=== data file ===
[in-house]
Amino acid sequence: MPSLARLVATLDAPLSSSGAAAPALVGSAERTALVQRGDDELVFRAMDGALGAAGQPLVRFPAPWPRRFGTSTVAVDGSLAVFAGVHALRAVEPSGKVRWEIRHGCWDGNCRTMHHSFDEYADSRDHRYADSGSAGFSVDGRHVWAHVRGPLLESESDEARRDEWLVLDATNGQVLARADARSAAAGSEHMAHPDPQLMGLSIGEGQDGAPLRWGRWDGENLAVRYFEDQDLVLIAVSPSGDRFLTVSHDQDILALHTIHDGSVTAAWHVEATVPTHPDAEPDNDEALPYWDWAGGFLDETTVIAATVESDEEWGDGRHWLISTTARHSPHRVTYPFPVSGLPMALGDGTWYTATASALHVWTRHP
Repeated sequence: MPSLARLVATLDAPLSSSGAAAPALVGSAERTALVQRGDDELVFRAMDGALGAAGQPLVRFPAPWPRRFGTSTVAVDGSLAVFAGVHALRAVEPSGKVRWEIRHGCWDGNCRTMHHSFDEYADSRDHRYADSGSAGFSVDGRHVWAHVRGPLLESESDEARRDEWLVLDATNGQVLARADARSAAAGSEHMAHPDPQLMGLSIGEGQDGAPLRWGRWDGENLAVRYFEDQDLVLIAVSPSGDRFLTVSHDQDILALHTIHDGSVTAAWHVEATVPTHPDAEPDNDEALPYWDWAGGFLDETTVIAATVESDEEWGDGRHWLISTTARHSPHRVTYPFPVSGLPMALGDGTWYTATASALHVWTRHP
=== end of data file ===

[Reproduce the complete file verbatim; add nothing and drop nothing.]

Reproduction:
[in-house]
Amino acid sequence: MPSLARLVATLDAPLSSSGAAAPALVGSAERTALVQRGDDELVFRAMDGALGAAGQPLVRFPAPWPRRFGTSTVAVDGSLAVFAGVHALRAVEPSGKVRWEIRHGCWDGNCRTMHHSFDEYADSRDHRYADSGSAGFSVDGRHVWAHVRGPLLESESDEARRDEWLVLDATNGQVLARADARSAAAGSEHMAHPDPQLMGLSIGEGQDGAPLRWGRWDGENLAVRYFEDQDLVLIAVSPSGDRFLTVSHDQDILALHTIHDGSVTAAWHVEATVPTHPDAEPDNDEALPYWDWAGGFLDETTVIAATVESDEEWGDGRHWLISTTARHSPHRVTYPFPVSGLPMALGDGTWYTATASALHVWTRHP
Repeated sequence: MPSLARLVATLDAPLSSSGAAAPALVGSAERTALVQRGDDELVFRAMDGALGAAGQPLVRFPAPWPRRFGTSTVAVDGSLAVFAGVHALRAVEPSGKVRWEIRHGCWDGNCRTMHHSFDEYADSRDHRYADSGSAGFSVDGRHVWAHVRGPLLESESDEARRDEWLVLDATNGQVLARADARSAAAGSEHMAHPDPQLMGLSIGEGQDGAPLRWGRWDGENLAVRYFEDQDLVLIAVSPSGDRFLTVSHDQDILALHTIHDGSVTAAWHVEATVPTHPDAEPDNDEALPYWDWAGGFLDETTVIAATVESDEEWGDGRHWLISTTARHSPHRVTYPFPVSGLPMALGDGTWYTATASALHVWTRHP